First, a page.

I started my academic career as an undergraduate at the University of Queensland, before obtaining my doctorate from the University of Oxford (1992). I held postdoctoral positions at the University of Leeds and at the University of Melbourne, before joining UNSW in 2002. Today I am a Professor and head of the Combinatorics group in the School of Mathematics and Statistics, UNSW Sydney. My research interests lie in asymptotic, probabilistic and algorithmic combinatorics. I was awarded the Christopher Heyde Medal by the Australian Academy of Science in 2015 and was promoted to Professor in 2019. My work lies at the interface between discrete mathematics, theoretical computer science and probability, and has been applied by researchers in various areas including physics, computer science and statistics.
The study of random combinatorial objects, such as random graphs, is an attempt to discover what a "typical" graph with certain properties might look like (for instance, a given number of vertices and edges, or a given number of vertices and every vertex having a fixed degree). This work involves a mixture of combinatorial and probabilistic arguments, and the results obtained are asymptotic, meaning that they hold in the limit as the number of vertices of the graph tends to infinity.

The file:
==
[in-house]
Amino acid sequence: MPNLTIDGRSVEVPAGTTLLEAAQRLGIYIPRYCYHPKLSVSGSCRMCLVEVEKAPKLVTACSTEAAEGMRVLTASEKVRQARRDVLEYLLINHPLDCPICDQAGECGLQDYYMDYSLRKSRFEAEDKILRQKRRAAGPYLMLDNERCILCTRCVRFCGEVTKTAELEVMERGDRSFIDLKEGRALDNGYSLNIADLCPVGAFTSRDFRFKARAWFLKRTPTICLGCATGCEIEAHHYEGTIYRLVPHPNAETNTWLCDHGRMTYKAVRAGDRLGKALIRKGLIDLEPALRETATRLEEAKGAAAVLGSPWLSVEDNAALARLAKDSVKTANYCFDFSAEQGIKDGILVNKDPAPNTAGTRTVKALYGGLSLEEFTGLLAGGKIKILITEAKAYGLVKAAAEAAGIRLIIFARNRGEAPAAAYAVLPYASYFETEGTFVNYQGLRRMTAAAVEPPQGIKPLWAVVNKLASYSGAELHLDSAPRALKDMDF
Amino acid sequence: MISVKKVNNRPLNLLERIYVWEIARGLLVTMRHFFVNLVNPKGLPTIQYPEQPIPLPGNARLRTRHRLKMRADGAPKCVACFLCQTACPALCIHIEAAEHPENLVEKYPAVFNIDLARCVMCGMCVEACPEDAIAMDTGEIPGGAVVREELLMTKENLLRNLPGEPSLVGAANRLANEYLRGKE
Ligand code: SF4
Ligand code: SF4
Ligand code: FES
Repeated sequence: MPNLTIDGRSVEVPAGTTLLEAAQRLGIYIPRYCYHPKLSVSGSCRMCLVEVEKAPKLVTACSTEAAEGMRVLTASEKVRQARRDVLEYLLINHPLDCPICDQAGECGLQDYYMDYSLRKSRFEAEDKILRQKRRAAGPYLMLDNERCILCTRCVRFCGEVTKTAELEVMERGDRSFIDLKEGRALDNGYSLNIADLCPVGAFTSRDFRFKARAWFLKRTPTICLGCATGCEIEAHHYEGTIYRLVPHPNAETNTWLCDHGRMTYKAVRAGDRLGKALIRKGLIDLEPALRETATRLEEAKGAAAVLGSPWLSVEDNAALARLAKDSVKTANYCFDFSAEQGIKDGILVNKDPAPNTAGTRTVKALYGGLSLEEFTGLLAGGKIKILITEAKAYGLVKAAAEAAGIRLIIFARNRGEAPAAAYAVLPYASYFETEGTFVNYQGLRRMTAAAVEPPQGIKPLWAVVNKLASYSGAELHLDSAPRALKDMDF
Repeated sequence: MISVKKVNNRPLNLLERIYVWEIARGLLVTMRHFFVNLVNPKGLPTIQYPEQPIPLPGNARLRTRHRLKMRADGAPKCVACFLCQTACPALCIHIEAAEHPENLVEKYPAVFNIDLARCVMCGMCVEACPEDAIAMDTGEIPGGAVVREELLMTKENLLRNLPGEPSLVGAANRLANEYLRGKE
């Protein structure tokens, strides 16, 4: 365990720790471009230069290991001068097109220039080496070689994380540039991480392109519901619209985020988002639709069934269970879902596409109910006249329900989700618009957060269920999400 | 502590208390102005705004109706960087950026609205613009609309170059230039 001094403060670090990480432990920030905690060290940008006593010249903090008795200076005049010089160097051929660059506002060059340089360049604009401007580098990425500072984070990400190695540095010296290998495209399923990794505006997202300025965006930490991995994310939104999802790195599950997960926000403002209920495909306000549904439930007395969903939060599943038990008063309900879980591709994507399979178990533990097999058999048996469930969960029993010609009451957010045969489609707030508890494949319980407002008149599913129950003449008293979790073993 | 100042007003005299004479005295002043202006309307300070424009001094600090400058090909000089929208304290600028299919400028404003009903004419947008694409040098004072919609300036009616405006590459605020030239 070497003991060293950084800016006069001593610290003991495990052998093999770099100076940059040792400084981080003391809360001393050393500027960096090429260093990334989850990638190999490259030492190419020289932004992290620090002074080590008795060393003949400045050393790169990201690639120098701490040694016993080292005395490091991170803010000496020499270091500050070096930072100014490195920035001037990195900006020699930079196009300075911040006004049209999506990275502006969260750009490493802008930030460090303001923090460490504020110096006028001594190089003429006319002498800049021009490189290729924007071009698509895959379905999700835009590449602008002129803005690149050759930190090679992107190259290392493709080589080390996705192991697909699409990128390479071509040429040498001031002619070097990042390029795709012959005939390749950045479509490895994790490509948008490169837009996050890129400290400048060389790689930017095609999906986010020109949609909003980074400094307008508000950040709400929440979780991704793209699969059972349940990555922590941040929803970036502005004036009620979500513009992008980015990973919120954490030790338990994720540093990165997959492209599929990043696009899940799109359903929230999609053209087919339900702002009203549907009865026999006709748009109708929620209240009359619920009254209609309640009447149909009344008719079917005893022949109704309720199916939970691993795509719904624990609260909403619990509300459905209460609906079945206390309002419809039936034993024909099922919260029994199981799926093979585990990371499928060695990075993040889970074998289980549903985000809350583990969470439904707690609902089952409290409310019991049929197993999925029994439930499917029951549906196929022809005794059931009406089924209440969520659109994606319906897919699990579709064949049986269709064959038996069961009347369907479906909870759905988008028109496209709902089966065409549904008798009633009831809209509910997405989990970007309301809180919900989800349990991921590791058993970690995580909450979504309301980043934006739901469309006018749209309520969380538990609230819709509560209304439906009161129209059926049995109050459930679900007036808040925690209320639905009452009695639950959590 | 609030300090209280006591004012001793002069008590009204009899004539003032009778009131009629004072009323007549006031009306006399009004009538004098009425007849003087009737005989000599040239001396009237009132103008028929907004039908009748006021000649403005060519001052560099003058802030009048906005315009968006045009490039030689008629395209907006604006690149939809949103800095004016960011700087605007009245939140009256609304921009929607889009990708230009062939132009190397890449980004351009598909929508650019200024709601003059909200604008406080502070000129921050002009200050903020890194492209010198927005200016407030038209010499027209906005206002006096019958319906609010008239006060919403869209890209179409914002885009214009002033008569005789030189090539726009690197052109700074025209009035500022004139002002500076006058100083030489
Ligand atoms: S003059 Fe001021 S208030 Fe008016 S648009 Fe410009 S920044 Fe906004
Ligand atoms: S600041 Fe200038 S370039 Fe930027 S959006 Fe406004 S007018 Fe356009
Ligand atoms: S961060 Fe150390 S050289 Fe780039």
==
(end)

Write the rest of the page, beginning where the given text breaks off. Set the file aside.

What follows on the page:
A related area is asymptotic enumeration of various kinds of graphs. This means finding a formula for the number of graphs of interest which is closer and closer to the truth as the number of vertices tends to infinity. For sparse graphs the methods are combinatorial and often involve a probabilistic approach using switchings. For dense graphs the approach is quite different: we want to to know a particular coefficient of the generating function and proceed using complex analysis, evaluating integrals using the saddle-point method.
I am also interested in the design and analysis of randomized algorithms for graphs and other combinatorial structures, particularly Markov chain Monte Carlo algorithms for approximate sampling and/or counting. Here a Markov chain is designed with a given stationary distribution, for instance the uniform distribution on the set of all graphs with a given degree sequence. The aim is to prove that the Markov chain converges rapidly (i.e. in polynomial time) to this distribution.
I teach a range of courses within the School of Mathematics and Statistics, from first year courses such as MATH1081 Discrete Mathematics to the Honours course MATH5425 Graph Theory.
I also developed an online Professional Development course for high school teachers (hosted by OpenLearning), covering the new Networks and Paths syllabus. I regularly take part in the School's Teacher's Professional Development workshops, delivering this material to teachers face-to-face.